Welcome to the Neural Transplantation and Repair laboratory!

In our lab, we develop and test stem cell and gene therapeutic cures for Parkinson’s disease using the best animal model of the disease.

Through the differentiation of pluripotent stem cells into neurons we hope to replenish the dopamine loss associated with the degenerative effects of PD. After transplanting the cells into our animal model we are able to perform a variety of tests to identify if they are effective in restoring dopamine levels. Achieving that goal could reverse the symptoms associated with Parkinson’s.

Previously, we used fetal brain tissue, but now we use stem cells both alone and in conjunction with gene therapies. We use an adeno-associated viral vector (AAV) to express a growth factor, GDNF, which increases neural production of dopamine and the survival rate of our cells. It also may improve directional outgrowth of synaptic processes from the cells.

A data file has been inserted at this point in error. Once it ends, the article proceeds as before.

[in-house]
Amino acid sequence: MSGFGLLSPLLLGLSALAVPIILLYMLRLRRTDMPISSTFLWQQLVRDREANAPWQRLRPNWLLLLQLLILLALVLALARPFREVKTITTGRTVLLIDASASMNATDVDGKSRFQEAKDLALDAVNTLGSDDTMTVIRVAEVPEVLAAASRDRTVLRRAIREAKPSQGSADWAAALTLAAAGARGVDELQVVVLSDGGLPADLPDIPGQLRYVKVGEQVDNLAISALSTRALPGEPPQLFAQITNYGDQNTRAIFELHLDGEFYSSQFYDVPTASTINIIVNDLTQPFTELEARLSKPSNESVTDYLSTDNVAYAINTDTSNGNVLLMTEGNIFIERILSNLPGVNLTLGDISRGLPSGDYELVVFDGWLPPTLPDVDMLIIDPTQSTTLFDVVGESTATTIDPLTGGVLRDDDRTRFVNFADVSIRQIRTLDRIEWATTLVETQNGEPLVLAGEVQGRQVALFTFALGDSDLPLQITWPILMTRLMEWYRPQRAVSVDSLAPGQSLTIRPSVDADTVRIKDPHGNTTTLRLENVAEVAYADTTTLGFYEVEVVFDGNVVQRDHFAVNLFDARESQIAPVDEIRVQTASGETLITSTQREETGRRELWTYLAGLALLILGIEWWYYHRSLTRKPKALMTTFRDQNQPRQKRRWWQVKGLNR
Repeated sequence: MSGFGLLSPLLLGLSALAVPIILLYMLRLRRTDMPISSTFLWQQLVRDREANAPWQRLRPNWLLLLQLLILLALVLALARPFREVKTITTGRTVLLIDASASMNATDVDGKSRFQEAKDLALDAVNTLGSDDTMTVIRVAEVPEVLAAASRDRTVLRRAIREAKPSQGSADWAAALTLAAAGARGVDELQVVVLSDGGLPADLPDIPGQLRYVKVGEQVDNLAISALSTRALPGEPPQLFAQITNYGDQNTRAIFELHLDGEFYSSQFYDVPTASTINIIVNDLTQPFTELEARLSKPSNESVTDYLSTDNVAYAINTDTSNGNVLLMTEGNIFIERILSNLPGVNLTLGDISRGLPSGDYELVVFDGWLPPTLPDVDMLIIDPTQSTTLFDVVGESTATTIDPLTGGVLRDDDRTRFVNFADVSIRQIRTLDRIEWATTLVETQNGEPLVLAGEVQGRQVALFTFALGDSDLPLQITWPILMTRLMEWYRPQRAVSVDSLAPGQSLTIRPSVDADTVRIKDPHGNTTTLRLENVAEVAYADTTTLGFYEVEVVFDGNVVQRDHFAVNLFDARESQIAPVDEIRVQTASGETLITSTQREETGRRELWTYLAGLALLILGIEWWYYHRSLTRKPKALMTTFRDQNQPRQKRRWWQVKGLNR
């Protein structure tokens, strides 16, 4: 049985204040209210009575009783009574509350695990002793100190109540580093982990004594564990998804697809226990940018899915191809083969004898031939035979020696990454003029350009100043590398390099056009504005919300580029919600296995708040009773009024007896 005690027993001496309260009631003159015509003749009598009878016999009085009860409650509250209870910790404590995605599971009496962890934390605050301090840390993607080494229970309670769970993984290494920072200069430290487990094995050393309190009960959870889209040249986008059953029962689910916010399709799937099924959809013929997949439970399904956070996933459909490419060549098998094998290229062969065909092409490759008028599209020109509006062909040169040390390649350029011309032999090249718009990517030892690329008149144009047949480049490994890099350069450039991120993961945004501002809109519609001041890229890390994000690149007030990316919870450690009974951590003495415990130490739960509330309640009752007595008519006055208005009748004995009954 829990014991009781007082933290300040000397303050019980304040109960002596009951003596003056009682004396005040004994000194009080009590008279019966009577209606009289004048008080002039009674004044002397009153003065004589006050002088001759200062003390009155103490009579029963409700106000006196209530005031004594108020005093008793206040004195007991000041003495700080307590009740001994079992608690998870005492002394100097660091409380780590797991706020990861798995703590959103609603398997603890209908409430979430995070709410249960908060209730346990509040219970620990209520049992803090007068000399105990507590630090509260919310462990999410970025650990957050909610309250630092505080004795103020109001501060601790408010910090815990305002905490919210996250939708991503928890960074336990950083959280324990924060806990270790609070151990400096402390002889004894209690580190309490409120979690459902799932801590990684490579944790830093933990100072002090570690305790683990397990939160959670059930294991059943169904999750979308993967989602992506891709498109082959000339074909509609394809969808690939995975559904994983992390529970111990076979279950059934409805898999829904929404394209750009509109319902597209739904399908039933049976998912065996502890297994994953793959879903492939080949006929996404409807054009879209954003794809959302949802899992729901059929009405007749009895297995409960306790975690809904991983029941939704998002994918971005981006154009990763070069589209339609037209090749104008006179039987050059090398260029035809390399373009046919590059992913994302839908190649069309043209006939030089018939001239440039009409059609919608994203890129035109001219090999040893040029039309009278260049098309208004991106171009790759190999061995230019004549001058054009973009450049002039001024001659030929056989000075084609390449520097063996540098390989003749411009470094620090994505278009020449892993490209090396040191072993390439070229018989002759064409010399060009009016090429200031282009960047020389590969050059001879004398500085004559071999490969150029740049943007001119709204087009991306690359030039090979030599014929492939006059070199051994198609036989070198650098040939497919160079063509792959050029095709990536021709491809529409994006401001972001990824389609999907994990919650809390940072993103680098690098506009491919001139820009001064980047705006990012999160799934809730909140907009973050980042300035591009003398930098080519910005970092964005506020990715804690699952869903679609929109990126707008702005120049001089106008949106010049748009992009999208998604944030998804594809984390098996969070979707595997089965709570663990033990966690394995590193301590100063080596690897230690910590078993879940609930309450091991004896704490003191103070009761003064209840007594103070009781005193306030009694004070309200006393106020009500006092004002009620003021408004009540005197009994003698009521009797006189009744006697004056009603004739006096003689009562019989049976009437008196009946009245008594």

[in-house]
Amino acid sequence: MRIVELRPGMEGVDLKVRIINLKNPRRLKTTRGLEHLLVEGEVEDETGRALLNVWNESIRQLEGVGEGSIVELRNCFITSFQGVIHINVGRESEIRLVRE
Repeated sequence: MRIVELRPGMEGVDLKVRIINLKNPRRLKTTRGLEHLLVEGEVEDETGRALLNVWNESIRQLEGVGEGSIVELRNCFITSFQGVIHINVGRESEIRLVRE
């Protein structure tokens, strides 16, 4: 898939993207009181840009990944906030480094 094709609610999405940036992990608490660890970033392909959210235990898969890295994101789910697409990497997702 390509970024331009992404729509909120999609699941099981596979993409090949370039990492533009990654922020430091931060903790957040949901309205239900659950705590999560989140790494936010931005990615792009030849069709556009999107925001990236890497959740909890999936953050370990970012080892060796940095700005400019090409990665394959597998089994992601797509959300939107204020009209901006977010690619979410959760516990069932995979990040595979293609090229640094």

Substantia nigra of a monkey

Substantia nigra of a monkey that was treated with autologous stem cells. While the substantia nigra of a parkinsonian monkey can become relatively barren of DA neurons, this brain section shows noticeable numbers of the cells – stained with brown dye (TH primary with DAB stain) – as well as a large patch where the cell graft we implanted successfully integrated into the brain – highlighted with fluorescent green dye. Section C is the merged image of sections A and B.

Principal Investigator

D. Eugene Redmond Jr., MD

Professor of Psychiatry and of Neurosurgery